Little is known about LOVEK, the capital of Cambodia during the reign of King An Chan in the sixteenth century. It was captured by the Siamese in the latter part of the century, and the name has been passed down through a well-known local legend as much as anything else. Today a sparse village stretches across the site, consisting of a few houses, a school and two fine shrines at the farthest reaches: the larger Wat Preah Kaew (Pagoda of the Emerald Buddha) and Wat Preah Ko (Pagoda of the Sacred Cow) a little further beyond on the same site. In both wats, every inch of wall is painted with colourful murals of the legend. To the south of Wat Preah Ko is a two-metre, smiling green-marble Buddha surrounded by bowls of water that worshippers use to bathe him.
Finding Lovek is a bit of a challenge; to reach the village by moto, head north from Oudong on National Route 5 in the direction of Kompong Chhnang; after 12km take the turning at the small blue sign on the right for Traleng Keng Pagoda site. Beyond the concrete portico flanked by golden lions, the village stretches along a 5km straight track, before it bends at a right angle towards the shrines. You could get as far as the main road turning on the Phnom Penh–Kompong Chhnang bus, but the driver will need clear instructions.Read More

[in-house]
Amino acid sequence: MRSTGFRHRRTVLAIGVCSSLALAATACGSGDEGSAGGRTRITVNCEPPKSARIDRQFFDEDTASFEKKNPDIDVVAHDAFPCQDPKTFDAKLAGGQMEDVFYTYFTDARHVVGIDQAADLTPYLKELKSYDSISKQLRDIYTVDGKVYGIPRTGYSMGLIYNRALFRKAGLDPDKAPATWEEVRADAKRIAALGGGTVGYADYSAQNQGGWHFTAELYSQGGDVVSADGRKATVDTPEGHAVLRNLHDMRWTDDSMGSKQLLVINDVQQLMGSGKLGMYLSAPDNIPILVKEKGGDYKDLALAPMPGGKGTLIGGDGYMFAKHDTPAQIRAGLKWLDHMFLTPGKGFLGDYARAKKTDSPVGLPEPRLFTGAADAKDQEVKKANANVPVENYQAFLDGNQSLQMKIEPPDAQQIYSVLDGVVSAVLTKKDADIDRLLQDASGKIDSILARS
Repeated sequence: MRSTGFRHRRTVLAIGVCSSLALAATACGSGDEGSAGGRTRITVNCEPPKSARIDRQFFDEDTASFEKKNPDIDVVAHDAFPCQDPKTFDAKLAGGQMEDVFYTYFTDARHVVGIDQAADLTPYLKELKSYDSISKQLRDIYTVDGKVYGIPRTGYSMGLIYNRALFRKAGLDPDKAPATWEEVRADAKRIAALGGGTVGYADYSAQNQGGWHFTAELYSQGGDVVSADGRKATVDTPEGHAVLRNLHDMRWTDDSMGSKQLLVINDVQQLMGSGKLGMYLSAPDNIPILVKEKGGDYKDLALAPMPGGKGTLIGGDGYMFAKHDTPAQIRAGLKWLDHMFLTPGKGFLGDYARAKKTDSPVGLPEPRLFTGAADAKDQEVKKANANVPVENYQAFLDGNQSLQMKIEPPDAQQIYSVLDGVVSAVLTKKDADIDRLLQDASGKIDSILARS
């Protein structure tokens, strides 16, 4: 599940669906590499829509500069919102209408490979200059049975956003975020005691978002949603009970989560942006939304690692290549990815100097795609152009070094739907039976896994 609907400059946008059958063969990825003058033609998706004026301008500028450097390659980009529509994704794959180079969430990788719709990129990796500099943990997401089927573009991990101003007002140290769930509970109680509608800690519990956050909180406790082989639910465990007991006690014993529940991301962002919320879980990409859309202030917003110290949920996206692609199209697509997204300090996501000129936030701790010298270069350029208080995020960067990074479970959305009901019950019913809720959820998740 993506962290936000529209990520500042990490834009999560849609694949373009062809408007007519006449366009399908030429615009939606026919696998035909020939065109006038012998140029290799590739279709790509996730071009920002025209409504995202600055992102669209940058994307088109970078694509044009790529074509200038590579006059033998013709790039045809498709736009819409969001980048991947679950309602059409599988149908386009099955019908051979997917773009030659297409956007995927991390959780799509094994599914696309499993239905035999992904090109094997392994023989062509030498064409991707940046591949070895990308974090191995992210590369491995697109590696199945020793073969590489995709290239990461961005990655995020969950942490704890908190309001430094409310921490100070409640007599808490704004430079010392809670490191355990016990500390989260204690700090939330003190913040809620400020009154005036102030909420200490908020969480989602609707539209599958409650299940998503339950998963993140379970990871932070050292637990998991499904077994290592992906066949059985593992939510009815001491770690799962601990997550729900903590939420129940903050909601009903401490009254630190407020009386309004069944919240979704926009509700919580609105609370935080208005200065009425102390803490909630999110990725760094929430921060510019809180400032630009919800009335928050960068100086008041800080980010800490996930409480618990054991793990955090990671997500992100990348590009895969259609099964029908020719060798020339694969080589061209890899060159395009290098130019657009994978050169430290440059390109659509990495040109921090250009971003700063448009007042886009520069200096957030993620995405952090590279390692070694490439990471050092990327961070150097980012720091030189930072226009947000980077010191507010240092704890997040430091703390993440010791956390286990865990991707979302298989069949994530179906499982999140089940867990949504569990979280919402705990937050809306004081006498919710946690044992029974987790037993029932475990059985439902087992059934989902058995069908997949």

The legend of Lovek
The legend of Lovek
When Lovek was capital, it was said to house two statues of Preah Ko and Preah Kaew which contained sacred texts, written in gold, recording “all the knowledge and wisdom in the world”. During one of the periodic conflicts between the Thai and Khmer, the Thai army was encamped outside Lovek, which it had repeatedly failed to capture, and it was about to make its seasonal retreat in advance of the rains. The story goes that the Thai fired a cannon loaded with silver coins into the bamboo thickets that afforded the city some natural protection. During the rainy season, the Khmer gradually cleared the bamboo in their search for the coins, such that the Thai were easily able to capture the city in the following dry season. Removing the statues to Ayutthaya, the Thai were able to read the sacred texts and so became more knowledgeable than the Khmer. The legend has it that the statues are still hidden in Bangkok and that when they are returned to Cambodia the country will once again have ascendancy over Thailand.